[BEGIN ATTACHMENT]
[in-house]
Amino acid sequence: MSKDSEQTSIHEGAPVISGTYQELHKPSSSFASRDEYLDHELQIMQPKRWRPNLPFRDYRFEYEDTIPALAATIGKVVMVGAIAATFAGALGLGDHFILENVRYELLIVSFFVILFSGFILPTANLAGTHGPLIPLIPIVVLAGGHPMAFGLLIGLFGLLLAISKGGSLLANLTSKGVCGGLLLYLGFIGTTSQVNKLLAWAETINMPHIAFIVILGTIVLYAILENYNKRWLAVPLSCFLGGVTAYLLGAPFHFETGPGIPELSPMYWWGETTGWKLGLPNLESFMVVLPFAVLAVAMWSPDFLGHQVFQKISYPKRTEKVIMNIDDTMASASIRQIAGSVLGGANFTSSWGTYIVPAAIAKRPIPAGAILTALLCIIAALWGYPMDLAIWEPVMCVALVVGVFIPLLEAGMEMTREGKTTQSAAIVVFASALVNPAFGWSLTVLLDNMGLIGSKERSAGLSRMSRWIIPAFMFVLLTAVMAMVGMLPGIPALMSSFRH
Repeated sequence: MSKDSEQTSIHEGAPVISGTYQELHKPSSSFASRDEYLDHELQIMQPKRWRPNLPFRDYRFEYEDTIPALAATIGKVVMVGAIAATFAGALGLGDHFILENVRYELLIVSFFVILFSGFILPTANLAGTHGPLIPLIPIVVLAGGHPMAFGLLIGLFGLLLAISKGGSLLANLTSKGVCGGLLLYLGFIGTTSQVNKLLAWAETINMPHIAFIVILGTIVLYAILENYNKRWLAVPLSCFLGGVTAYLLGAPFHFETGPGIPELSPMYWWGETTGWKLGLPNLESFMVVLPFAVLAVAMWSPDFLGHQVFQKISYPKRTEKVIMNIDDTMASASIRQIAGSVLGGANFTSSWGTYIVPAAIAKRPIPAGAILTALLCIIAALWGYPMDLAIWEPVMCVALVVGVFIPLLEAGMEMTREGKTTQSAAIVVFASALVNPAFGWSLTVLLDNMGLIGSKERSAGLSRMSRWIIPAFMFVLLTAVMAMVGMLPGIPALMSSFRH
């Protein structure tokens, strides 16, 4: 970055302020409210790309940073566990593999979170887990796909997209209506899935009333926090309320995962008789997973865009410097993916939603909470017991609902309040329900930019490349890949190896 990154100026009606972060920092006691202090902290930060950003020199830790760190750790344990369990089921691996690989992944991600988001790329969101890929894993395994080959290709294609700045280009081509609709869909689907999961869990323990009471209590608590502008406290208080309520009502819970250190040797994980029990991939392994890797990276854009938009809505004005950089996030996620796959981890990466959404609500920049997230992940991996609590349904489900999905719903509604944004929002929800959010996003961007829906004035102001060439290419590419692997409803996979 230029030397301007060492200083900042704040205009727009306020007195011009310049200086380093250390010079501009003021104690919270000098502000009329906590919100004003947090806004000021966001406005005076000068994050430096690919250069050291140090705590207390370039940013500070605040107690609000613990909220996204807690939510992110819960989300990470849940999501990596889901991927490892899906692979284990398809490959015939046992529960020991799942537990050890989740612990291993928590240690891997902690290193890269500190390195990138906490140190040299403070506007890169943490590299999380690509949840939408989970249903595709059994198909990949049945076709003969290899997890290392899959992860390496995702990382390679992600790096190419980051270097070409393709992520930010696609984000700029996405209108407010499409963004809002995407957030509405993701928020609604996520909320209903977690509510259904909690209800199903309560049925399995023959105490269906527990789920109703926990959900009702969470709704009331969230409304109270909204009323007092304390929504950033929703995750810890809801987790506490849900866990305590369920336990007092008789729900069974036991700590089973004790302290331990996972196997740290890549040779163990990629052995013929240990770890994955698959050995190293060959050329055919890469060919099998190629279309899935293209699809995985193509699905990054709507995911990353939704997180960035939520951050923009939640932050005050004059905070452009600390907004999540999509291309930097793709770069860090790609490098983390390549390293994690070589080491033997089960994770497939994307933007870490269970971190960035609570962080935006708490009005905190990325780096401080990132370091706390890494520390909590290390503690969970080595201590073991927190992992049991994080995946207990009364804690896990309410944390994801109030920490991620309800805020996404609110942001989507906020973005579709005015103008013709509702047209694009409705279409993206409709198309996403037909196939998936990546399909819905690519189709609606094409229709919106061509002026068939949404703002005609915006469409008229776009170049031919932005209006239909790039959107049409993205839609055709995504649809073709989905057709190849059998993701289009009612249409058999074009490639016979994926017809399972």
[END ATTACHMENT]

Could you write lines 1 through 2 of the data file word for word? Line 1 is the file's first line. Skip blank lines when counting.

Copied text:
[in-house]
Amino acid sequence: MSKDSEQTSIHEGAPVISGTYQELHKPSSSFASRDEYLDHELQIMQPKRWRPNLPFRDYRFEYEDTIPALAATIGKVVMVGAIAATFAGALGLGDHFILENVRYELLIVSFFVILFSGFILPTANLAGTHGPLIPLIPIVVLAGGHPMAFGLLIGLFGLLLAISKGGSLLANLTSKGVCGGLLLYLGFIGTTSQVNKLLAWAETINMPHIAFIVILGTIVLYAILENYNKRWLAVPLSCFLGGVTAYLLGAPFHFETGPGIPELSPMYWWGETTGWKLGLPNLESFMVVLPFAVLAVAMWSPDFLGHQVFQKISYPKRTEKVIMNIDDTMASASIRQIAGSVLGGANFTSSWGTYIVPAAIAKRPIPAGAILTALLCIIAALWGYPMDLAIWEPVMCVALVVGVFIPLLEAGMEMTREGKTTQSAAIVVFASALVNPAFGWSLTVLLDNMGLIGSKERSAGLSRMSRWIIPAFMFVLLTAVMAMVGMLPGIPALMSSFRH